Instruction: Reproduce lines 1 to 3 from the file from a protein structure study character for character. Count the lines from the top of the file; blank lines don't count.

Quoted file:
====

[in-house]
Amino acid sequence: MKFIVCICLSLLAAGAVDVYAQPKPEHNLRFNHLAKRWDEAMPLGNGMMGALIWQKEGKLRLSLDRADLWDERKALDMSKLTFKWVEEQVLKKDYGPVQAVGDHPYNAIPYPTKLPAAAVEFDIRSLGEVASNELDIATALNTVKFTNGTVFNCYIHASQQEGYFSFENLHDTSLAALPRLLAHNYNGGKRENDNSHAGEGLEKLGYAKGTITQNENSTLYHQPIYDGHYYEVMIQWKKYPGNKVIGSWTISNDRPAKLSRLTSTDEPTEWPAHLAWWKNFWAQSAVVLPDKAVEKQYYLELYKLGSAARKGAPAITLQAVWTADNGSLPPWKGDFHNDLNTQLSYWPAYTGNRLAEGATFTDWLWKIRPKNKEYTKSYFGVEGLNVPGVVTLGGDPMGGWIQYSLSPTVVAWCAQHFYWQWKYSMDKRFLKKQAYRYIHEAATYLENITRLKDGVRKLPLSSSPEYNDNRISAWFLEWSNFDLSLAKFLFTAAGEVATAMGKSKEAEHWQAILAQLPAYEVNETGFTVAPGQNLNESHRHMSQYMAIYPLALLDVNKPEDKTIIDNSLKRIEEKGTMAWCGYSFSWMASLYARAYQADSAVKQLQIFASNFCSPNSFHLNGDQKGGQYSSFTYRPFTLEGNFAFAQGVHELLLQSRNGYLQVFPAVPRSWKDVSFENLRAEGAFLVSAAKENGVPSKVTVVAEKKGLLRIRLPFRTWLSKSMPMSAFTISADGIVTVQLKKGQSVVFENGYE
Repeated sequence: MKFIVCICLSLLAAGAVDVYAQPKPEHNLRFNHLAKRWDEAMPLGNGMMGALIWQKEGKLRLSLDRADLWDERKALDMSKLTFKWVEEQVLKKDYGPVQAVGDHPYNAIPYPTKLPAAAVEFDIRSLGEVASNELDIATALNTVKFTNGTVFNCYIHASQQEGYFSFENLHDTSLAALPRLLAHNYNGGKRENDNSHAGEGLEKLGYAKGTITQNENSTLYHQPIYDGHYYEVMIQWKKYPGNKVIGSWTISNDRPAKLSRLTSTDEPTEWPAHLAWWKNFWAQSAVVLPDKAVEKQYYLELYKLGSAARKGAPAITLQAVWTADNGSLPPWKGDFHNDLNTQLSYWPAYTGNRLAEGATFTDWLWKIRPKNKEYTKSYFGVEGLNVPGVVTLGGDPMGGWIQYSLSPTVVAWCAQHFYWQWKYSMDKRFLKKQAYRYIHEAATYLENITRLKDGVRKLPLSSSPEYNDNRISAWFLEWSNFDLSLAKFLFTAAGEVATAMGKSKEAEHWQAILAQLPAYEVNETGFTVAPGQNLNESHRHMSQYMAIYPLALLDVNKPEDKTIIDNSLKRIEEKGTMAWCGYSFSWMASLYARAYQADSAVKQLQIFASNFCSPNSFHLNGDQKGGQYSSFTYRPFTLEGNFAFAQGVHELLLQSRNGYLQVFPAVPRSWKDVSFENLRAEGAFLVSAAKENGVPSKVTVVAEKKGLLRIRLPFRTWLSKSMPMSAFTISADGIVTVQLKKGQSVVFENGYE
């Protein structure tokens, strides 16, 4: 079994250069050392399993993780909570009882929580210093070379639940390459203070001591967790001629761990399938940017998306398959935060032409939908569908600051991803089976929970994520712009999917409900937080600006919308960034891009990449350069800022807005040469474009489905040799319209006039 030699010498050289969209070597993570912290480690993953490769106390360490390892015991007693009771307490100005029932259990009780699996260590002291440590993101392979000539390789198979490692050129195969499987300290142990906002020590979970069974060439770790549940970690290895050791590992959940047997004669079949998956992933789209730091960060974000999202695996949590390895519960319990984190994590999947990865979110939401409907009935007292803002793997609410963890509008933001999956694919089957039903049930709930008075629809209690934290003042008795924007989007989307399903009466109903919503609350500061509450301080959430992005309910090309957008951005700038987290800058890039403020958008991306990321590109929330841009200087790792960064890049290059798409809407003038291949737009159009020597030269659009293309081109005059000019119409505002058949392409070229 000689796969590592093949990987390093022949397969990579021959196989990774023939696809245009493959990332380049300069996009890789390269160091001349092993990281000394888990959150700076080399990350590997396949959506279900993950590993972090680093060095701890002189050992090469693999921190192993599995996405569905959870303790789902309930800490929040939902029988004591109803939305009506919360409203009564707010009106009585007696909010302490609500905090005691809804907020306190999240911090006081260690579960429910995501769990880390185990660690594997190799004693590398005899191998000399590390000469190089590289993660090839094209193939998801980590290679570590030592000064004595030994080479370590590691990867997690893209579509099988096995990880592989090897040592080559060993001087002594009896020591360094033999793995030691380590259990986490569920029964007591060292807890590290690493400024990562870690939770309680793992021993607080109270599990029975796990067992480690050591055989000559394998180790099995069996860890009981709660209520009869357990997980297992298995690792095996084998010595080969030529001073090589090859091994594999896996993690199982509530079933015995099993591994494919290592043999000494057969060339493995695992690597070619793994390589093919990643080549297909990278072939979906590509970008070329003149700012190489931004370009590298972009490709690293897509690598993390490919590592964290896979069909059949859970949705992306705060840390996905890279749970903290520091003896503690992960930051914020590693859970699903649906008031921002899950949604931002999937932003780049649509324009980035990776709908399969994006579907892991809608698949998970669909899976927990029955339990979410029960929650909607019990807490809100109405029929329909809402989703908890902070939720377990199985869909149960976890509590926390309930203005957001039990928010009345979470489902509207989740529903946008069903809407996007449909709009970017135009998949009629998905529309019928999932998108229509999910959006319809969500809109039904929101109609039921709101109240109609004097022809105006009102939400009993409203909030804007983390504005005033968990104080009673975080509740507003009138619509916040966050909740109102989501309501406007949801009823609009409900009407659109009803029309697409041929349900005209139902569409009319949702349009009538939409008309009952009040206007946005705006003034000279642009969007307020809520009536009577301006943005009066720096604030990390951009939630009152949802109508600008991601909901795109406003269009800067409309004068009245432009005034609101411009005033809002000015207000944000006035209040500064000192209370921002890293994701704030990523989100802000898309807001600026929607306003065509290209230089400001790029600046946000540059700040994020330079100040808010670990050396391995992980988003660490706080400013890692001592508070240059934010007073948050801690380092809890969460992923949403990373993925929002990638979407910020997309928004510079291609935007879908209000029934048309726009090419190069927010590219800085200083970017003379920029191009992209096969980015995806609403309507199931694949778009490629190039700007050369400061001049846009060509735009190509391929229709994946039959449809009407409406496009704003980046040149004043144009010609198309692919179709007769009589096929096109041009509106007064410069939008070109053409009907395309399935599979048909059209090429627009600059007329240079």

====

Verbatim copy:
[in-house]
Amino acid sequence: MKFIVCICLSLLAAGAVDVYAQPKPEHNLRFNHLAKRWDEAMPLGNGMMGALIWQKEGKLRLSLDRADLWDERKALDMSKLTFKWVEEQVLKKDYGPVQAVGDHPYNAIPYPTKLPAAAVEFDIRSLGEVASNELDIATALNTVKFTNGTVFNCYIHASQQEGYFSFENLHDTSLAALPRLLAHNYNGGKRENDNSHAGEGLEKLGYAKGTITQNENSTLYHQPIYDGHYYEVMIQWKKYPGNKVIGSWTISNDRPAKLSRLTSTDEPTEWPAHLAWWKNFWAQSAVVLPDKAVEKQYYLELYKLGSAARKGAPAITLQAVWTADNGSLPPWKGDFHNDLNTQLSYWPAYTGNRLAEGATFTDWLWKIRPKNKEYTKSYFGVEGLNVPGVVTLGGDPMGGWIQYSLSPTVVAWCAQHFYWQWKYSMDKRFLKKQAYRYIHEAATYLENITRLKDGVRKLPLSSSPEYNDNRISAWFLEWSNFDLSLAKFLFTAAGEVATAMGKSKEAEHWQAILAQLPAYEVNETGFTVAPGQNLNESHRHMSQYMAIYPLALLDVNKPEDKTIIDNSLKRIEEKGTMAWCGYSFSWMASLYARAYQADSAVKQLQIFASNFCSPNSFHLNGDQKGGQYSSFTYRPFTLEGNFAFAQGVHELLLQSRNGYLQVFPAVPRSWKDVSFENLRAEGAFLVSAAKENGVPSKVTVVAEKKGLLRIRLPFRTWLSKSMPMSAFTISADGIVTVQLKKGQSVVFENGYE
Repeated sequence: MKFIVCICLSLLAAGAVDVYAQPKPEHNLRFNHLAKRWDEAMPLGNGMMGALIWQKEGKLRLSLDRADLWDERKALDMSKLTFKWVEEQVLKKDYGPVQAVGDHPYNAIPYPTKLPAAAVEFDIRSLGEVASNELDIATALNTVKFTNGTVFNCYIHASQQEGYFSFENLHDTSLAALPRLLAHNYNGGKRENDNSHAGEGLEKLGYAKGTITQNENSTLYHQPIYDGHYYEVMIQWKKYPGNKVIGSWTISNDRPAKLSRLTSTDEPTEWPAHLAWWKNFWAQSAVVLPDKAVEKQYYLELYKLGSAARKGAPAITLQAVWTADNGSLPPWKGDFHNDLNTQLSYWPAYTGNRLAEGATFTDWLWKIRPKNKEYTKSYFGVEGLNVPGVVTLGGDPMGGWIQYSLSPTVVAWCAQHFYWQWKYSMDKRFLKKQAYRYIHEAATYLENITRLKDGVRKLPLSSSPEYNDNRISAWFLEWSNFDLSLAKFLFTAAGEVATAMGKSKEAEHWQAILAQLPAYEVNETGFTVAPGQNLNESHRHMSQYMAIYPLALLDVNKPEDKTIIDNSLKRIEEKGTMAWCGYSFSWMASLYARAYQADSAVKQLQIFASNFCSPNSFHLNGDQKGGQYSSFTYRPFTLEGNFAFAQGVHELLLQSRNGYLQVFPAVPRSWKDVSFENLRAEGAFLVSAAKENGVPSKVTVVAEKKGLLRIRLPFRTWLSKSMPMSAFTISADGIVTVQLKKGQSVVFENGYE